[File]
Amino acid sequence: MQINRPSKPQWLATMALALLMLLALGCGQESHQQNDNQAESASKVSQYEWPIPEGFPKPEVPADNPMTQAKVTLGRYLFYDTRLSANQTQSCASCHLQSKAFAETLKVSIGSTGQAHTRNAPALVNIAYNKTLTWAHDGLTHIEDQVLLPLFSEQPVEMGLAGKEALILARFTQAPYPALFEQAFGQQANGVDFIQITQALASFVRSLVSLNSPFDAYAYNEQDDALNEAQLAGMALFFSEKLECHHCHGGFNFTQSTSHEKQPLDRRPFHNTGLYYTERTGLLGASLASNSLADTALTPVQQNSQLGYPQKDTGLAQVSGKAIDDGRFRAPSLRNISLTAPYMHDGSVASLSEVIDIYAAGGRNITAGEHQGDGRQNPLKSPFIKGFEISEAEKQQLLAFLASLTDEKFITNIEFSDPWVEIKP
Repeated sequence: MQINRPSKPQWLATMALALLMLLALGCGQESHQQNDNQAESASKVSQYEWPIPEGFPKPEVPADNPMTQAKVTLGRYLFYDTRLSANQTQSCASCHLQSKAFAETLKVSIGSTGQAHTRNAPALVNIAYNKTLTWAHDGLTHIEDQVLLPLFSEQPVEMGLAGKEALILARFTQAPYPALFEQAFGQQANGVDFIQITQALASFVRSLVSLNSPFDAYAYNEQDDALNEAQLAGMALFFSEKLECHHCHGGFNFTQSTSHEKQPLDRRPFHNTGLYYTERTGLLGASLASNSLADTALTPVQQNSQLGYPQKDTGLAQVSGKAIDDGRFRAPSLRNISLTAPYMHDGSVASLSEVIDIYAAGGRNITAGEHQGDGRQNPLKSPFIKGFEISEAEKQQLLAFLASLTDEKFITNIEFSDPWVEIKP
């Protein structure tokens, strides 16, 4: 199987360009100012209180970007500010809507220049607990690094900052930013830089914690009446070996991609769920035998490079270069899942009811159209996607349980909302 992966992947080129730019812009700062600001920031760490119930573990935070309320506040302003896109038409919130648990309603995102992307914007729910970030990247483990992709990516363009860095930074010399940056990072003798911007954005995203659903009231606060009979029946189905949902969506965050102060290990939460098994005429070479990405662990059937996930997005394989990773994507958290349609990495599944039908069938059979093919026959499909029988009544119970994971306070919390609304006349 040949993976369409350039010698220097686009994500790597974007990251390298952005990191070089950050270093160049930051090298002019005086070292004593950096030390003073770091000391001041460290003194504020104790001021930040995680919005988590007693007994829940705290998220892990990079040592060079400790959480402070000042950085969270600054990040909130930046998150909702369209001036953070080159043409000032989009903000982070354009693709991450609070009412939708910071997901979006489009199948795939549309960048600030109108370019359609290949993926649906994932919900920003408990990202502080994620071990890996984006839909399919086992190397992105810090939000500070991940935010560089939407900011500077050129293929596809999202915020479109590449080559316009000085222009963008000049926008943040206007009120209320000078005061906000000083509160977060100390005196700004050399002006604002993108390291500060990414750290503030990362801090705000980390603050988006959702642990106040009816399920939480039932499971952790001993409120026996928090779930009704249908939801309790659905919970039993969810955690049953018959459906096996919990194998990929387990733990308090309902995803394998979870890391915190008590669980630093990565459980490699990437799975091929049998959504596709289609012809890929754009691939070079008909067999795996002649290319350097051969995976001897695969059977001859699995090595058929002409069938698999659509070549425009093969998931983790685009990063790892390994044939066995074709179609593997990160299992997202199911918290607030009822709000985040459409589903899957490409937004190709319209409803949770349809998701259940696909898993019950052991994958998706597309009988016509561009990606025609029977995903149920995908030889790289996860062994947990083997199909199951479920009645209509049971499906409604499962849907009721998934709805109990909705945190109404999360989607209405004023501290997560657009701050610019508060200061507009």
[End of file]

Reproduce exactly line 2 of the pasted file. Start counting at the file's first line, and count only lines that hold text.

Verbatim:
Repeated sequence: MQINRPSKPQWLATMALALLMLLALGCGQESHQQNDNQAESASKVSQYEWPIPEGFPKPEVPADNPMTQAKVTLGRYLFYDTRLSANQTQSCASCHLQSKAFAETLKVSIGSTGQAHTRNAPALVNIAYNKTLTWAHDGLTHIEDQVLLPLFSEQPVEMGLAGKEALILARFTQAPYPALFEQAFGQQANGVDFIQITQALASFVRSLVSLNSPFDAYAYNEQDDALNEAQLAGMALFFSEKLECHHCHGGFNFTQSTSHEKQPLDRRPFHNTGLYYTERTGLLGASLASNSLADTALTPVQQNSQLGYPQKDTGLAQVSGKAIDDGRFRAPSLRNISLTAPYMHDGSVASLSEVIDIYAAGGRNITAGEHQGDGRQNPLKSPFIKGFEISEAEKQQLLAFLASLTDEKFITNIEFSDPWVEIKP